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Auschwitz Renovations Unearth Prisoners’ Hidden Trove of Tools

Inmates stowed the items—including forks, knives and fragments of shoes—in a chimney flue

Found in Block 17, the cache includes scissors, shoemaker's tools and utensils. (Courtesy of Nationalfonds / Kaczmarczyk / Marszałek)
smithsonianmag.com

Workers conducting renovations ahead of the opening of a new exhibition at the Auschwitz-Birkenau State Museum recently discovered a cache of hidden objects, including knives, forks, scissors, hooks, pieces of leather, shoemaker’s tools and shoe fragments, the National Fund of the Republic of Austria for Victims of National Socialism announced last week.

Prisoners held at the Nazi concentration and extermination camp hid the trove in a chimney flue in Block 17, reports BBC News. Comprised of a cellar, ground floor, upper floor and attic, the barracks likely housed chimney sweeps and prisoners with specialized handicraft skills, according to the Jerusalem Post. Survivor testimony suggests that prisoners were forced to weave baskets in the block’s basement.

The Austrian foundation is uncertain why prisoners chose to hide these objects, but speculates in the statement that the tools may have been used to make and repair clothing, perform locksmithing duties, trade with other inmates, or perhaps even aid escape attempts. Planned further study by historians and conservators may shed additional light on the artifacts’ origins.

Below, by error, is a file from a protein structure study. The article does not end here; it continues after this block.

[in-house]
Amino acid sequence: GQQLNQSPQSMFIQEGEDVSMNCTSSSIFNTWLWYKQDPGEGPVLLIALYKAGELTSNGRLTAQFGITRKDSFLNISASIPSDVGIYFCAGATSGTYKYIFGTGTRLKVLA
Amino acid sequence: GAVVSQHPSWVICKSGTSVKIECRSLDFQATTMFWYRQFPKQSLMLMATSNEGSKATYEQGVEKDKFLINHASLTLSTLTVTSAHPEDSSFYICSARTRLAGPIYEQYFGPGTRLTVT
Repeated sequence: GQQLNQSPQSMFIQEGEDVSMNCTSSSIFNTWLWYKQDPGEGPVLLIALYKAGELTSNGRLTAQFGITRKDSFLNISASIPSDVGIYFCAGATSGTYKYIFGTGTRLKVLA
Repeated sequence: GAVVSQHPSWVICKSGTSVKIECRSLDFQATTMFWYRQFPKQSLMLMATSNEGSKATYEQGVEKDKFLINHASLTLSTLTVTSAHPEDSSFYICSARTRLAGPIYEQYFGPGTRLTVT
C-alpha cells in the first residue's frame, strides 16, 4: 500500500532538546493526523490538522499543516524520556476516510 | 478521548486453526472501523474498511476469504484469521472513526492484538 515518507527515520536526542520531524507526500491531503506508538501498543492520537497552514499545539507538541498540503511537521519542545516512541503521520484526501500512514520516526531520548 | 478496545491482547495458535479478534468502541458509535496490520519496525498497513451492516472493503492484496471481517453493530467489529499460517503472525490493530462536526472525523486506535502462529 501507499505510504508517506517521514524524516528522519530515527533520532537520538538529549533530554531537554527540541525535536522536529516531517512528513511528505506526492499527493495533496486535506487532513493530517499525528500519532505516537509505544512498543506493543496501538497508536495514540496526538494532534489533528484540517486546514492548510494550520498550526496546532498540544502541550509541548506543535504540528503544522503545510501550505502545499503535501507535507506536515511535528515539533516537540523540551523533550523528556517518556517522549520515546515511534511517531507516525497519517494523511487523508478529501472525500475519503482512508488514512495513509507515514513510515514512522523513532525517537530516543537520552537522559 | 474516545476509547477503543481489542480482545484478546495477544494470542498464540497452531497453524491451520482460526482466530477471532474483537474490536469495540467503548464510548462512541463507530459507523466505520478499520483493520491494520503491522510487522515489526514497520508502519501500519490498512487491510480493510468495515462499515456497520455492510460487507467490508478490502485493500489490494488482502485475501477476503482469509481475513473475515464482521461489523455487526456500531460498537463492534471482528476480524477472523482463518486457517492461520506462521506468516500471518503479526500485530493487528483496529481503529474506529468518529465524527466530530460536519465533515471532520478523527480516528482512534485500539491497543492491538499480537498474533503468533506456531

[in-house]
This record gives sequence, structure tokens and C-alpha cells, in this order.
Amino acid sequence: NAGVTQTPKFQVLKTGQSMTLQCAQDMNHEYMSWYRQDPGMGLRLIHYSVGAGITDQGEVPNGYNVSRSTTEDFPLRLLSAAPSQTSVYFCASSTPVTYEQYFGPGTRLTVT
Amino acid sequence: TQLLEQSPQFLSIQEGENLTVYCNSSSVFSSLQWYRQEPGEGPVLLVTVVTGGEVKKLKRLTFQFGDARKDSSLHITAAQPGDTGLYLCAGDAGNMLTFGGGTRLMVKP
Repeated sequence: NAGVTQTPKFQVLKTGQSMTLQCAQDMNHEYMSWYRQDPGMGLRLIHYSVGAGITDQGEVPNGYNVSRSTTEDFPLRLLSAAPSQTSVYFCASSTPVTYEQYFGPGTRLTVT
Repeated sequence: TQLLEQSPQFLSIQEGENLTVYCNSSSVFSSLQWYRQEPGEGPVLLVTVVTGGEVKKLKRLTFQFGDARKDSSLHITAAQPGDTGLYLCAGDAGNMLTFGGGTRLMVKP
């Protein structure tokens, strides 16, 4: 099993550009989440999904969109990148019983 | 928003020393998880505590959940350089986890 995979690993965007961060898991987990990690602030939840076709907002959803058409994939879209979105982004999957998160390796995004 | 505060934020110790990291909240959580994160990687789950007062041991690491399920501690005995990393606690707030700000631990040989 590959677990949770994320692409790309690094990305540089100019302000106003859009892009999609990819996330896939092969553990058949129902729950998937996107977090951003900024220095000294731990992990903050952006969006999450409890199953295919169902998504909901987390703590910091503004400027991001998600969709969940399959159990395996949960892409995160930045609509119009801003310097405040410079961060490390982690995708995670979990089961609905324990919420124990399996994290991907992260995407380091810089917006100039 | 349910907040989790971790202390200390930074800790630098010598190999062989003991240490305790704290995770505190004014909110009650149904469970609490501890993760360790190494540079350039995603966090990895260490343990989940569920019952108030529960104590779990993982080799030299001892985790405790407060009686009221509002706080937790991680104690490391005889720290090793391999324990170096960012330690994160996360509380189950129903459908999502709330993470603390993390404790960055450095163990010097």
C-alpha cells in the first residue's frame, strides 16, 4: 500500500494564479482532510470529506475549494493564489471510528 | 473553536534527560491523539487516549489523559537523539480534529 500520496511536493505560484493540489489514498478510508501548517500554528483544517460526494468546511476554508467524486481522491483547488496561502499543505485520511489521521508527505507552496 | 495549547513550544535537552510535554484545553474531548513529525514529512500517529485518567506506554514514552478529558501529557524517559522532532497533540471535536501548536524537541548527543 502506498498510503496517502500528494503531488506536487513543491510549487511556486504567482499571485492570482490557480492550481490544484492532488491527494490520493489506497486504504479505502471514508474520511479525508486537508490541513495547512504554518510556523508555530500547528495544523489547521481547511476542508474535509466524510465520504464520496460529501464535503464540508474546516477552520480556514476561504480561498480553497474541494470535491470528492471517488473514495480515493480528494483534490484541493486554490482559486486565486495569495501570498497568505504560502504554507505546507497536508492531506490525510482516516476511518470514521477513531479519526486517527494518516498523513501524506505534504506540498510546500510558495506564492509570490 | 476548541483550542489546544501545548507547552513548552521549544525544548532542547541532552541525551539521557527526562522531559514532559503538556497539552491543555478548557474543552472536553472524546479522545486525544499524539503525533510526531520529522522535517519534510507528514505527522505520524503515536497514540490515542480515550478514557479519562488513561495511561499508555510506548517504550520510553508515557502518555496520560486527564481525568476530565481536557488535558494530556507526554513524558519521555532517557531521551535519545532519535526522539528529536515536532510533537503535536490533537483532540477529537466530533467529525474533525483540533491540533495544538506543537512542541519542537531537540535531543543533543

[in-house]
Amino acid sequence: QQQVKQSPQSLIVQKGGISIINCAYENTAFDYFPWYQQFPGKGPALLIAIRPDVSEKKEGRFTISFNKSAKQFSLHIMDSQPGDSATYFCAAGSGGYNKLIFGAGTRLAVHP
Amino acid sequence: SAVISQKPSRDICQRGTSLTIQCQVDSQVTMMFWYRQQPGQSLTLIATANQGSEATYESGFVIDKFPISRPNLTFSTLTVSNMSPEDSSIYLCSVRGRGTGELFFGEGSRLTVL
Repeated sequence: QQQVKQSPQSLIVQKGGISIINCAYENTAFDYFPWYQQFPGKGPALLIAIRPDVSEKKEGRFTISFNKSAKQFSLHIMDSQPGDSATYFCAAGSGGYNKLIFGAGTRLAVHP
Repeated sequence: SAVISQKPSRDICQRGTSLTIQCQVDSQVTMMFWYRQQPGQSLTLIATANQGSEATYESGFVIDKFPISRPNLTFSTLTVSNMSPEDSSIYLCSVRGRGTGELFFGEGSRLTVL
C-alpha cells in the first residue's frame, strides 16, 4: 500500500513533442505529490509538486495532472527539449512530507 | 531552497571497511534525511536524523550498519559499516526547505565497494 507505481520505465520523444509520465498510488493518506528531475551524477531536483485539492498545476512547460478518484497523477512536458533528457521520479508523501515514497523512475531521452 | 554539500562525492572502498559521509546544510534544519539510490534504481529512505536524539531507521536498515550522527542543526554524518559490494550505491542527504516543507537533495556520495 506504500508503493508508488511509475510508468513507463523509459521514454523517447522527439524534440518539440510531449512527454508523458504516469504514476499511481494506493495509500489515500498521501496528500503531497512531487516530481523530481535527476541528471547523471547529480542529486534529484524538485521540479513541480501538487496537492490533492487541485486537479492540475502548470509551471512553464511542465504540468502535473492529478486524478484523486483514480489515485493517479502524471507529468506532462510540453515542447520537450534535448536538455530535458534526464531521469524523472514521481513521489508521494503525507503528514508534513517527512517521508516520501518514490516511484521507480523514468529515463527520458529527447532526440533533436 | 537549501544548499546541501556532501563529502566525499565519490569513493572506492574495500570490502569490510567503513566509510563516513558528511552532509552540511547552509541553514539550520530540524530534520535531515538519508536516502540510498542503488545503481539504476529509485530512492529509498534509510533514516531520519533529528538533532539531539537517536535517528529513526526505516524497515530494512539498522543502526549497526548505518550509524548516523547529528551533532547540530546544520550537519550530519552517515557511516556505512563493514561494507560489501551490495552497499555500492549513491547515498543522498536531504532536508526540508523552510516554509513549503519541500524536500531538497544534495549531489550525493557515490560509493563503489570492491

Auschwitz-Birkenau was the largest Nazi death camp in operation during World War II. Between May 1940 and January 1945, 1.1 million people, the majority of whom were Jewish, were systematically murdered at the camp. In 1943 and 1944—the height of deportations—an average of 6,000 Jews were gassed at Auschwitz each day, according to the United States Holocaust Memorial Museum.

The National Fund is renovating Block 17 ahead of the opening of a new exhibition. (Courtesy of Nationalfonds / Kaczmarczyk / Marszałek)

Per a separate statement from the National Fund, renovation of the former Block 17 began last September. Before the foundation can launch its exhibition—tentatively titled “Far Removed: Austria and Auschwitz”—workers must install modern building utilities and demolish remnants of the controversial 1978 installation previously housed in the barracks. As the Fund notes, most restoration efforts have paused amid the COVID-19 pandemic, with a reduced group of workers focusing largely on “safety-related” measures.

Soviet soldiers liberated Auschwitz-Birkenau on January 27, 1945. This year, on the 75th anniversary of the camp’s liberation, more than 200 survivors gathered at the site for a memorial ceremony, reported Kate Connolly for the Guardian at the time.

During the event, many Auschwitz survivors called on the world to preserve the history and lessons of the Holocaust—a powerful call to action at a time when anti-Semitism is on the rise in Europe and the United States, wrote Loveday Morris for the Washington Post in January.

“Auschwitz did not fall from the skies,” said 93-year-old survivor Marian Turski during the ceremony. “It was approaching until what happened here, behind me, did happen.”

Added Turski, “Do not be indifferent when you hear lies, historical lies. Do not be indifferent when you see the past is stretched to fit the current political needs. Do not be indifferent when any minority is discriminated against.”

About Nora McGreevy

Nora McGreevy is a freelance journalist based in South Bend, Indiana. Her work has appeared in Wired, Washingtonian, the Boston Globe, South Bend Tribune, the New York Times and more. She can be reached through her website, noramcgreevy.com.

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